The village of Long Tanid sought Seacology’s support to complete a 12-kilowatt micro-hydro installation. The community has agreed to protect more than a thousand acres of pristine Borneo forest for 15 years.
Most people in Long Tanid, a community in the highlands of Borneo, are subsistence rice farmers. The villagers are members of the Lun Bawang ethnic group, an indigenous minority. The men are famous for their traditional tree bark jackets. The organic rice the farmers grow is renowned for its high nutrient content, but they have poor access to markets.
The conservation area is old-growth hardwood rainforest. The region is a biodiversity hotspot, with 130 species of orchids, 40 species of ginger, and the greatest variety of rhododendrons in Borneo. There are an estimated 250 bird species, including the flashy hornbills. Pangolins, gibbons, red langurs, Hose’s leaf monkeys, bearded pigs, and Malayan porcupines also live here. Conserving their habitat will also reduce erosion, siltation, water scarcity in the dry season, and floods in the rainy season.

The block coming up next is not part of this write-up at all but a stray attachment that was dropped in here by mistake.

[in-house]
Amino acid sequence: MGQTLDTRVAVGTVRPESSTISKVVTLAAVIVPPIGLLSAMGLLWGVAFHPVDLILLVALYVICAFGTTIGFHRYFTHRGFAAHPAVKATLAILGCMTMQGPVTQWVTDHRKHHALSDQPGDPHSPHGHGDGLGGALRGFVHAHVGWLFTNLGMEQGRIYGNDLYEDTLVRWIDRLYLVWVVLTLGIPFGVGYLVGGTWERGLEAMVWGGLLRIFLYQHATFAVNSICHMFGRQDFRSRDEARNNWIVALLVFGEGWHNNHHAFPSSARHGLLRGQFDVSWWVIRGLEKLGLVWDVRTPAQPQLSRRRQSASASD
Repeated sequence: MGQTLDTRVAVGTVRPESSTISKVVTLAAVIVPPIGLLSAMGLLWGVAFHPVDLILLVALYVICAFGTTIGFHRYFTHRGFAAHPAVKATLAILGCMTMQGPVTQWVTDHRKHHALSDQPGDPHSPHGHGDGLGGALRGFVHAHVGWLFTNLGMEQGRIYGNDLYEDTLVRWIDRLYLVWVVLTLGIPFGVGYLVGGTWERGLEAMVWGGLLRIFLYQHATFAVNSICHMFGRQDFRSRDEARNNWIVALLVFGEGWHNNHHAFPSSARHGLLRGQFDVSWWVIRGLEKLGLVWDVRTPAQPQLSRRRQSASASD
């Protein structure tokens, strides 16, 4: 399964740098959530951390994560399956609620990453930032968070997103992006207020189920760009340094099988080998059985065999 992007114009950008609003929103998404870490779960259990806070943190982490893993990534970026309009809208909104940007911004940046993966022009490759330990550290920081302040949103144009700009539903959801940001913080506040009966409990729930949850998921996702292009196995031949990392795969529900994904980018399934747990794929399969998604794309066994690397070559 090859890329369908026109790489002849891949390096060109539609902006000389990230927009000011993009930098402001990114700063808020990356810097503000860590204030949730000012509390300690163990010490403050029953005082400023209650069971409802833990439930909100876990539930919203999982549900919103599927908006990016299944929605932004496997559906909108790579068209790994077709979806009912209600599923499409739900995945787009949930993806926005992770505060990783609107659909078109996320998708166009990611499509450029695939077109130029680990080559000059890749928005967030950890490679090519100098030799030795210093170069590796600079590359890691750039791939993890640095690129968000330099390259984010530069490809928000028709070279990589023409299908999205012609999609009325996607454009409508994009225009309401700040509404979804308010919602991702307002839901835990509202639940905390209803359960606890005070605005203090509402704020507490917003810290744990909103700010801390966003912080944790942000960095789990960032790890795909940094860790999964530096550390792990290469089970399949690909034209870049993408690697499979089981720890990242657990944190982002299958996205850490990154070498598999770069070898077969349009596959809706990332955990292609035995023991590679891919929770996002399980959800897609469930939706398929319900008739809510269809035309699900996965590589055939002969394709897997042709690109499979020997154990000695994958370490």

Like most communities in Borneo, Long Tanid is under constant pressure from timber and oil palm interests; there is a large logging concession nearby. Setting aside the forest for conservation helps the community resist this pressure.
Installing a micro-hydro system helps the community fulfill its dream of forming a rice-milling cooperative. Energy from micro-hydro is 80% cheaper than electricity from a diesel generator. And micro-hydro makes use of the rivers that course down Borneo’s mountains, without disturbing them or the surrounding forest.
Our partner is Green Empowerment, which brings renewable energy to remote communities around the world. We have worked with them other successful Borneo micro-hydro projects. They have also worked with Seacology Prize recipient Adrian (Banie) Lasimbang and his organization, which is known for community engagement and whose engineers are almost all from indigenous communities.